There’s some interesting news at the website of Texas A&M University: Skeletal Remains Prove Darwin’s Theory. Yes, that’s a rather overblown title, and it’ll give the creationists plenty to screech about, but let’s look at the article. Here are some excerpts, with bold font added by us:
Skeletal remains found in a South African cave may yield new clues to human development and answer key questions of the evolution of the human lineage, according to a series of papers released today in Science magazine co-written by a Texas A&M University anthropology professor.
Here’s a link to that: Special Collection: Australopithecus sediba, but we’ll stay with Texas A&M:
Researcher Darryl de Ruiter is part of an international team that examined the discovery in a cave about 30 miles northwest of Johannesburg and originally found in 2008. This same team named the new species, Australopithecus sediba, in April 2010. The team, comprised of members from U.S., African, European and Australian universities, found multiple individuals of Australopithecus sediba that show both human-like and ape-like characteristics intermediate between Australopithecus and present-day humans.
Egad! This sounds like another of those transitional fossils — those impossible things the creationists claim don’t exist. Hey, Wikipedia has an article on the species: Australopithecus sediba. Let’s read on in the Texas A&M article:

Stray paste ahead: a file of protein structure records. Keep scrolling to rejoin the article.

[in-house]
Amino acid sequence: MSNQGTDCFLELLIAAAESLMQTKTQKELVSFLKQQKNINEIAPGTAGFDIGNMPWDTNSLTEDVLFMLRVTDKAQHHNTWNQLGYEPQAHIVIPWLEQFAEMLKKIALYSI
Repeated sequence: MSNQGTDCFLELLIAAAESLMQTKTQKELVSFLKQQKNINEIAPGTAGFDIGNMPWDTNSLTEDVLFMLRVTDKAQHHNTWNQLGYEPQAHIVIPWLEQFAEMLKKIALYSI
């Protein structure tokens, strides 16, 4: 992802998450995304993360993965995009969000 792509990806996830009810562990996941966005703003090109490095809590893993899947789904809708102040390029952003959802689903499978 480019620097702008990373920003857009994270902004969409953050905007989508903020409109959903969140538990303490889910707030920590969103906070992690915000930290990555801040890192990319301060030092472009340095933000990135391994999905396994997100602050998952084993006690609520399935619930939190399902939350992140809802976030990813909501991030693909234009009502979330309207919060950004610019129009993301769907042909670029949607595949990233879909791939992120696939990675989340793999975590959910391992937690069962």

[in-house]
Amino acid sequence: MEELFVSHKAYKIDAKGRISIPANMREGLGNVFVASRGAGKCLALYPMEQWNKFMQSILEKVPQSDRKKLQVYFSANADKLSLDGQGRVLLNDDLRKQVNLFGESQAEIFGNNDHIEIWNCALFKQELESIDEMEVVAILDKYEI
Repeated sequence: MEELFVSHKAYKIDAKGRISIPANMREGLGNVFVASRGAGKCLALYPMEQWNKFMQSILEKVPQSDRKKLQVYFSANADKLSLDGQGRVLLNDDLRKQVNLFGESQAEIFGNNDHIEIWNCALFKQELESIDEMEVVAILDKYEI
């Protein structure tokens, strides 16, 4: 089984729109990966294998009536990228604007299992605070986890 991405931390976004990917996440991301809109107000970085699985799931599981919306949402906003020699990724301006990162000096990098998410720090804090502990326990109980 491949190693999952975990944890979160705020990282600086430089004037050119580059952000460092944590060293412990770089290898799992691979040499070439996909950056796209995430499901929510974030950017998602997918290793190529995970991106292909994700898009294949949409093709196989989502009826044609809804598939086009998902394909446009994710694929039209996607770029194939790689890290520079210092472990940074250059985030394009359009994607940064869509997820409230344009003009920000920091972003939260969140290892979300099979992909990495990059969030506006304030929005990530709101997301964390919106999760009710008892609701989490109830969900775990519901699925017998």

De Ruiter says key sections of the remains, such as the brain, foot, hand and pelvis, show characteristics aligning them both with australopiths and with Homo, suggesting that Australopithecus sediba represents the australopith ancestor of Homo.
“The skulls are small, which is what you might expect, but their morphology shows it housed a brain shaped much like a human’s,” he notes. “The pelvis and foot are also similar in that regard. The foot, for example, shows an ankle that looks like human-like, but the heel is shaped more like that of an ape. But again, all of the remains appear to represent an evolutionary intermediary between Australopithecus and humans.”
Okay, we’ve given you plenty of material to read. Here’s one more excerpt from the end:
“It’s a great find,” he [De Ruiter] adds, “because it provides strong confirmation for Darwin’s theories about evolution.”
In conclusion, we can’t help wondering how long will it be before the creationists are shouting: “I ain’t no kin to no Australopithecus!”
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